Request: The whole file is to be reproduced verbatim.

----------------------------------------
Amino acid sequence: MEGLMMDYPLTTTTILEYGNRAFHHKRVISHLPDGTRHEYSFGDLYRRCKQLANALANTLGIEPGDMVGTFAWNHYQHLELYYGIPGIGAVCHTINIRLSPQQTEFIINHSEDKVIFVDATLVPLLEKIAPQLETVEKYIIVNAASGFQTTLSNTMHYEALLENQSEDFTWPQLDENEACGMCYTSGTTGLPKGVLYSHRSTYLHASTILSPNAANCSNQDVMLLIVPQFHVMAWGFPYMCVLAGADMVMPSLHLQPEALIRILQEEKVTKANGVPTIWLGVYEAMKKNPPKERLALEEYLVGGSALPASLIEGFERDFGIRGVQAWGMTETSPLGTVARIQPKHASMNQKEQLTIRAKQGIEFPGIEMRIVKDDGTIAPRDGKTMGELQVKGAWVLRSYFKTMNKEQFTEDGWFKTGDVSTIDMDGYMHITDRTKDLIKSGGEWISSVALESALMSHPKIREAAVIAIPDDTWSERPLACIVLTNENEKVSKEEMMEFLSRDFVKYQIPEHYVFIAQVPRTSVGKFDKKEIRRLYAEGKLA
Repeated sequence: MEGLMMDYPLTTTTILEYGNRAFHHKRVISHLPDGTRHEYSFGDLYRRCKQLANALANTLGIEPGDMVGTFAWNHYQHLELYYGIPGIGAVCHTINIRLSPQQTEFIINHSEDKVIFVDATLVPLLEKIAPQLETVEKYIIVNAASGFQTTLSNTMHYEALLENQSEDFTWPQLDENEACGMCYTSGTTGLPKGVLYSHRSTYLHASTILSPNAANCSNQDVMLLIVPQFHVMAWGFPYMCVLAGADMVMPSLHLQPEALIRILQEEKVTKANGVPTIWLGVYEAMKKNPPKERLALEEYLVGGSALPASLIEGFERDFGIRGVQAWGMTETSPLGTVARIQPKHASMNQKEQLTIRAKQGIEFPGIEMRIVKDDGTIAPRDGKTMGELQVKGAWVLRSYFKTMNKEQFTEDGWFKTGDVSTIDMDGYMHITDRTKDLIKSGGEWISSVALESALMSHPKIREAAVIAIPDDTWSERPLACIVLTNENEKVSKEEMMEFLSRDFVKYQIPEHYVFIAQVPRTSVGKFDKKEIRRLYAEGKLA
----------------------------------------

Amino acid sequence: MEGLMMDYPLTTTTILEYGNRAFHHKRVISHLPDGTRHEYSFGDLYRRCKQLANALANTLGIEPGDMVGTFAWNHYQHLELYYGIPGIGAVCHTINIRLSPQQTEFIINHSEDKVIFVDATLVPLLEKIAPQLETVEKYIIVNAASGFQTTLSNTMHYEALLENQSEDFTWPQLDENEACGMCYTSGTTGLPKGVLYSHRSTYLHASTILSPNAANCSNQDVMLLIVPQFHVMAWGFPYMCVLAGADMVMPSLHLQPEALIRILQEEKVTKANGVPTIWLGVYEAMKKNPPKERLALEEYLVGGSALPASLIEGFERDFGIRGVQAWGMTETSPLGTVARIQPKHASMNQKEQLTIRAKQGIEFPGIEMRIVKDDGTIAPRDGKTMGELQVKGAWVLRSYFKTMNKEQFTEDGWFKTGDVSTIDMDGYMHITDRTKDLIKSGGEWISSVALESALMSHPKIREAAVIAIPDDTWSERPLACIVLTNENEKVSKEEMMEFLSRDFVKYQIPEHYVFIAQVPRTSVGKFDKKEIRRLYAEGKLA
Repeated sequence: MEGLMMDYPLTTTTILEYGNRAFHHKRVISHLPDGTRHEYSFGDLYRRCKQLANALANTLGIEPGDMVGTFAWNHYQHLELYYGIPGIGAVCHTINIRLSPQQTEFIINHSEDKVIFVDATLVPLLEKIAPQLETVEKYIIVNAASGFQTTLSNTMHYEALLENQSEDFTWPQLDENEACGMCYTSGTTGLPKGVLYSHRSTYLHASTILSPNAANCSNQDVMLLIVPQFHVMAWGFPYMCVLAGADMVMPSLHLQPEALIRILQEEKVTKANGVPTIWLGVYEAMKKNPPKERLALEEYLVGGSALPASLIEGFERDFGIRGVQAWGMTETSPLGTVARIQPKHASMNQKEQLTIRAKQGIEFPGIEMRIVKDDGTIAPRDGKTMGELQVKGAWVLRSYFKTMNKEQFTEDGWFKTGDVSTIDMDGYMHITDRTKDLIKSGGEWISSVALESALMSHPKIREAAVIAIPDDTWSERPLACIVLTNENEKVSKEEMMEFLSRDFVKYQIPEHYVFIAQVPRTSVGKFDKKEIRRLYAEGKLA